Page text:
The Reports

This page will house the performance reports I will generate. Each of these reports is generated from the raw data  I am currently gathering from my residence. Read on to learn how I have generated this data.

These reports will be released on a monthly basis when my life allows me the time. I started monitoring the network on the 16th June 2009 and have continued to maintain the monitoring ever since. This page will be updated with each new report so check back here for the latest information.

The reports are based on the output from the Ping programme directed at the first “hop” interface managed by Internode.

The Reports

Performance Report for June 2009 – actbroadband.net_June09_Report – Incomplete Month

Performance Report for July 2009 – actbroadband.net_July09_Report

Performance Report for August 2009 – actbroadband.net_August09_Report

Performance Report for September 2009 – actbroadband.net_September09_Report

Performance Report for October 2009 – actbroadband.net_October09_Report

How is this Information Gathered?

In early June I decided to do some monitoring for myself. I have a few unused hardware platforms lying around from my days as a Unix administrator so I grabbed one and built it up. For the techo’s out there I installed a version of BSD Unix for an Operating System and downloaded the latest version of an open source network monitoring software package.

I configured a single network test based on Ping. The network monitoring software has been configured to send a small number of ICMP Ping packets at regular intervals to gain a view of the network performance across an entire day.

The ICMP Ping traffic passes through Crace exchange on its way to Internode’s Point of Presence (POP) at TransACT House in Braddon**. The LNS interfaces/devices are the first that respond to Ping. Ping works at the Network Layer (OSI model Layer 3). All the Crace Exchange infrastrcuture operates at the Physical Link and Data Link Layers (OSI Model Layers 1 and 2) and can not be monitored without authorised access (which I will never have)

I have NOT used Simple Network Management Protocol (SNMP) and I have NOT logged into any network devices or infrastructure I do not own. It is important to stress that I am performing these tests from my residence using my own hardware and know how.

I used a second network programme called Trace Route to determine the network path my traffic traverses to get to the Internet. From the Trace Route I was able to identify the devices within Crace exchange my traffic traverses. The first interface which responds to Trace Route traffic is lns2.cbr1.internode.on.net. This has recently change to lns1.cbr1.internode.on.net.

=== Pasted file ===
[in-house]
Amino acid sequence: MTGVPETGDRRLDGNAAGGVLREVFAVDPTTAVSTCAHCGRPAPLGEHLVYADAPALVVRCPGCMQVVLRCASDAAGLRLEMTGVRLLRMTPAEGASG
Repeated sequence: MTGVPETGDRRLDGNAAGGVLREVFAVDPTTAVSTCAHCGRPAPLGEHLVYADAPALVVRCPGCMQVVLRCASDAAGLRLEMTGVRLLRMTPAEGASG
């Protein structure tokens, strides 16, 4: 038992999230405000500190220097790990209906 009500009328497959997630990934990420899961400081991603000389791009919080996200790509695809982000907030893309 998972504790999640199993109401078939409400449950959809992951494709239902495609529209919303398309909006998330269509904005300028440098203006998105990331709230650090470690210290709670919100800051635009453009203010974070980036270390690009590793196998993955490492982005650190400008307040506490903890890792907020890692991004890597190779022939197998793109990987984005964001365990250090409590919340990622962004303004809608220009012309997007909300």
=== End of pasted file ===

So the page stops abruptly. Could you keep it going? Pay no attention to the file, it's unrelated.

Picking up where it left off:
I import the raw data into Excel and use a number of formulas and the charting functionality to generate the reports. The reports are then converted to PDF format for upload to this site.

** Thanks to Andrew for the clarification on Internode POP.

Use of Ping

Ping is a programme that uses Internet Control Message Protocol (ICMP) to determine the time taken to reach the destination IP address and return. More information on Ping can be found here.

Ping can be run from the command line and is provided out of the box with nearly all Operating Systems including Windows, Mac OS-X and all flavours of Linux. The Ping programme produces an output that shows two important statistics – Return trip time and packet loss.

The Return Trip

The Ping programme sends an ICMP request packet to a destination, the destination device then responds to the ICMP packet with a reply packet. The Ping programme tracks the time between sending the request and receiving the reply, the time taken between the two is considered the return trip time.

The return trip is considered an indicator of the level of congestion on a network. There are a number of devices between a user’s router and the ISP network router. As the volume of traffic increases through these devices, delays can be experienced as traffic is queued to gain access to bandwidth as it comes available. The greater the congestion the longer the traffic sits in queues.

Packet Loss

If an ICMP reply is not received within a certain period of time the Ping programme considers the packet lost. Packet loss is another indicator of congestion issues. The greater the congestion the higher the chances packets will disappear off the network. Packet loss is a major concern for a number of reasons, once packets start being lost within the network the traffic is retransmitted by the source. This traffic will get queued again and possibly lost for a second time, compounding the issue and extending delays.

The reports show the output of the monitoring data gathered from using the Ping programme.

Page updated 28th September 2009 11:00am – additional information in “How is this Information Gathered?” and clarification on Internode POP location.